• We're a fun, friendly, and diverse group of planners, placemakers, students, and other folks who found their people here. Create your FREE Cyburbia ID, and join us today! Use your email address, or register through your Facebook, Google, Twitter, or Microsoft account.

Building a comprehensive plan - THE CYBURBIA FAQ

el Guapo

Professor Emeritus of Cyburbian Studies
Messages
5,901
Points
28
Here is the concept: Post a typical question a planner in “Any Town USA” may have about the process of developing or updating a comprehensive plan. Feel free to answer your own question. Or answer questions you may find here. Post links to good articles and give examples from your career or those that happened in the town "next door."

I’m going to exercise higher-than-normal moderating authority in this thread to keep it on subject and to eventually build a “Cyburbia Knowledge Base” of FAQ’s on this, as well as various other subjects.

If you reply to a question please use the quote function and keep your answer on topic. Responses may be merged – credit will be given to authors. Beware you post counter driven Cyburbians that you posts her may not count once the thread is edited.

This project should result in something that we can all be proud of contributing to when we start accumulating enough material to flesh out a few FAQs.

Thank you.
el Guapo

PS - I will not edit your posts for content or grammar. You will be able to suggest changes to your posts even after the vBulletin editing time lapses by PMing me or another MOD.

Q. What should I know before starting to develop a comprehensive plan for my community?
 

Repo Man

Cyburbian
Messages
2,550
Points
24
el Guapo said:
Q. What should I know before starting to develop a comprehensive plan for my community?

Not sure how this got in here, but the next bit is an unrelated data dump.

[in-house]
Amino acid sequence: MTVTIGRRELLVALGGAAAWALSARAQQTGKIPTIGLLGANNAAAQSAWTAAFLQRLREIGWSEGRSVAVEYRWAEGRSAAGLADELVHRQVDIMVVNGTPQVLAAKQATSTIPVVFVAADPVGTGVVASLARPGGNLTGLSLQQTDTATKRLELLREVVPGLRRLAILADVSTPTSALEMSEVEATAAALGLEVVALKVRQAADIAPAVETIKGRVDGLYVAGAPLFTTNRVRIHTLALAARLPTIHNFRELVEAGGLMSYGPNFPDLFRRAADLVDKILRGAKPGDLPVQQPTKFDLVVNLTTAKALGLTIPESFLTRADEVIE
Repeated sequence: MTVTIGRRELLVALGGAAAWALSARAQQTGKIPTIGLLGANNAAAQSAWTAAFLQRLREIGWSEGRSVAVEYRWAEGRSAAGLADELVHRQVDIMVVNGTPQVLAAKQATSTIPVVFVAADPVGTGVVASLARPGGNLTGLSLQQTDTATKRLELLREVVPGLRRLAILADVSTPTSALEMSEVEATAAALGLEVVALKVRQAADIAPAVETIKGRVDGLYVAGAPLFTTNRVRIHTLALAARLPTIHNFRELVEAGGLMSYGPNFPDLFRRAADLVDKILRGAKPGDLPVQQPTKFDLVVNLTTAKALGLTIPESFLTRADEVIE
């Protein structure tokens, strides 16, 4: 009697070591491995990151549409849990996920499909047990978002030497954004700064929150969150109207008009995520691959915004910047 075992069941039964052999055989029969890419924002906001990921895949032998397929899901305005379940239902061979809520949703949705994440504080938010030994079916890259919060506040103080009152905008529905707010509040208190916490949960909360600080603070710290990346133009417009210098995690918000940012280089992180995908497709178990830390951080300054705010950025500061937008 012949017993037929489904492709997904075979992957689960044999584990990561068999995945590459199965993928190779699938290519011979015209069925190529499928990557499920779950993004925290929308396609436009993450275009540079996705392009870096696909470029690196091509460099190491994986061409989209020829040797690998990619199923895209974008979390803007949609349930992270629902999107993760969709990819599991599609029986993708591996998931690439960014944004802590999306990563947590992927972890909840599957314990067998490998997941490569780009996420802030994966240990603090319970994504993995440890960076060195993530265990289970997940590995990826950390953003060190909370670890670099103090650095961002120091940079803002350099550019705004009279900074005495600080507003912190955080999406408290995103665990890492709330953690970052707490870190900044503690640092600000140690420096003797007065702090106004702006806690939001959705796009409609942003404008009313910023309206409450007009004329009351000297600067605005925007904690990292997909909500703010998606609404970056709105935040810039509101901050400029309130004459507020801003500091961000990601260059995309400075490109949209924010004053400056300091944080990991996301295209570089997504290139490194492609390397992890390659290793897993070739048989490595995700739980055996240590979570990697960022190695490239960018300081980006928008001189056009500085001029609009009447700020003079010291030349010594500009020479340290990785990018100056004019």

One of the first things that you should do is to take inventory of all of the plans that have been done for your community. Gather up the plans that have are currently being used as well as the well-intentioned plans that either were never fully approved that were approved but never implemented. Read through those plans and see what information you can still use. Take note of the shortcomings of the plans for use later on in your comprehensive planning process.

Take inventory of what the plan specified and compare it to what actually happened in your community. Did your plan call for a residential area that has somehow become the City’s office park? Did your industrial district somehow become home to big box retailers like Home Depot and Wal Mart? If so, why? Did the plan fail to take certain things into consideration? Too often it seems that plans are done with pie-in-the-sky dreams of a utopian community where businesses can be picked and chosen by the community. Plans fail to take market forces, economy, property rights and personal preference into account. While dreams of utopia can be a great asset to the visioning process at the beginning of the comprehensive planning process, they should be weighed against other factors during the later stages.
 

Gedunker

Moderating
Moderator
Messages
10,876
Points
31
el Guapo said:
Q. What should I know before starting to develop a comprehensive plan for my community?
In addition to reviewing your existing plans, review state statutes governing comprehensive planning in your state. There are required elements in the planning statutes that will be essential to the enforcability of your comprehensive plan. Most states allow a wide flexibility in the comprehensive planning process and in what you may include in your comprehensive plan, especially if you are in a "home rule" state.
 

SGB

Cyburbian
Messages
3,387
Points
25
Gedunker said:
In addition to reviewing your existing plans, review state statutes governing comprehensive planning in your state. There are required elements in the planning statutes that will be essential to the enforcability of your comprehensive plan. Most states allow a wide flexibility in the comprehensive planning process and in what you may include in your comprehensive plan, especially if you are in a "home rule" state.
Additionally, you will want to familiarize yourself with any recent and relevant case law in your state on comprehensive planning. Too often case law can significantly redefine some of the legislative intent of state enabling statutes. If you don't have access to case law, make sure you have the authority and funding to delegate this task to the municipal attorney.